DESIGN GURU WHO PENNED HOLDEN’S GREATEST HITS; NOW GM’S DESIGN CHIEF ON MAY 1, 2016, Mike Simcoe became Vice President of GM Global Design, the first non-American appointed to the role and only the seventh since Harley Earl established GM’s Art and Colour section in 1927.
Simcoe joined Holden in 1983 as a designer and quickly rose through the ranks of the GM global design community. Before assuming the top position, Simcoe twice previously worked in the US as a senior designer in the advanced studio between 1990 and 1992, and then as the head of American exterior design from 2004-2014.
He then returned to Australia to run GM’s international studios in Port Melbourne, South Korea, and India.
What the formal CV doesn’t tell you is Simcoe’s crucial role in the creation of the all-new VT and VE Commodores, his passion for great design (read proportions), his engineering knowledge, and his love of classic cars.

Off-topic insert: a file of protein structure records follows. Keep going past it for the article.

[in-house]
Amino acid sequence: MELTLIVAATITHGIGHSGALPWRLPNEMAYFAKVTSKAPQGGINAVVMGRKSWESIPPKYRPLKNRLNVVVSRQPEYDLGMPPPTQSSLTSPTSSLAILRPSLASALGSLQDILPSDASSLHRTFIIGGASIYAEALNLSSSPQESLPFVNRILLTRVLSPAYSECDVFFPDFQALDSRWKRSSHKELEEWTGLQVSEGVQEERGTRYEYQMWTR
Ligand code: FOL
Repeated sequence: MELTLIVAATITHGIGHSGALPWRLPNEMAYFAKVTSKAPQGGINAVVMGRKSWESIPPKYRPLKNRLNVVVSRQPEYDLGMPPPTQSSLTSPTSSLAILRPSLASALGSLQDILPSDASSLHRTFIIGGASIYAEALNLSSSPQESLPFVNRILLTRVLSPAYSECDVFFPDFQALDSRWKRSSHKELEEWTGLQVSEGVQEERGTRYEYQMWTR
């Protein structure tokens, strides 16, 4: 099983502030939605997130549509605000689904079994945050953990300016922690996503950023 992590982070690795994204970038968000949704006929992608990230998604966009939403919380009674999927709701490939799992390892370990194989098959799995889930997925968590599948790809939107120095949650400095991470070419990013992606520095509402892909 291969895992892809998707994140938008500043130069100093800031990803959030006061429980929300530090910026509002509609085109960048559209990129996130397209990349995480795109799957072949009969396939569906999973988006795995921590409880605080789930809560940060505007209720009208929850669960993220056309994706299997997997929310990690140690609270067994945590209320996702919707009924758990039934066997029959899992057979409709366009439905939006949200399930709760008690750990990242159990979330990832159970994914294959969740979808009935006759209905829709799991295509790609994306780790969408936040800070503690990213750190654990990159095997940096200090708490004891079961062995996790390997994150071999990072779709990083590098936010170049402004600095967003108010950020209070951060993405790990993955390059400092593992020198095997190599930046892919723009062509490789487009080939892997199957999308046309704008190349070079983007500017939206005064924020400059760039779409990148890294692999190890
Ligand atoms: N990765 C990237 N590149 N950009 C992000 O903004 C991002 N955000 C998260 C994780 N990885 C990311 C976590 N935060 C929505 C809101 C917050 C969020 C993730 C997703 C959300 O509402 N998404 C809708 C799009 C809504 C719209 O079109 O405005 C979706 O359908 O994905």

It was Simcoe’s determination that reduced the VE’s front overhangs to a minimum and stretched the Commodore wheelbase by 127mm to ensure the VE created a new architecture.
Most famously, one Sunday morning Simcoe began a tape-line design of what would become the 21st-century Monaro – the coupe version of the VT – on a wall of his living room.
An inspirational leader, enormously talented designer, and a highly persuasive advocate for anything he believes in, Simcoe understands the modern automotive business like few before him.
MASTERMINDED HOLDEN’S MOVE TO MANUFACTURE AUSTRALIA’S OWN CAR AS EARLY as 1943, GM believed Australia should move from an assembler of bodies to full car manufacturer. In 1944 the Australian government, too, was convinced that production of an Australian car was crucial.
It was Brit Larry Hartnett, Holden managing director from 1934-1946 (pictured far right, in hat) who made it happen. His autobiography Big Wheels and Little Wheels leaves no doubt that Hartnett was the hero behind Holden. In truth, Hartnett made sure Holden was the first company to seriously respond to the Government’s proposal and to ensure that the Commonwealth Bank made loan funds, guaranteed by GM, available.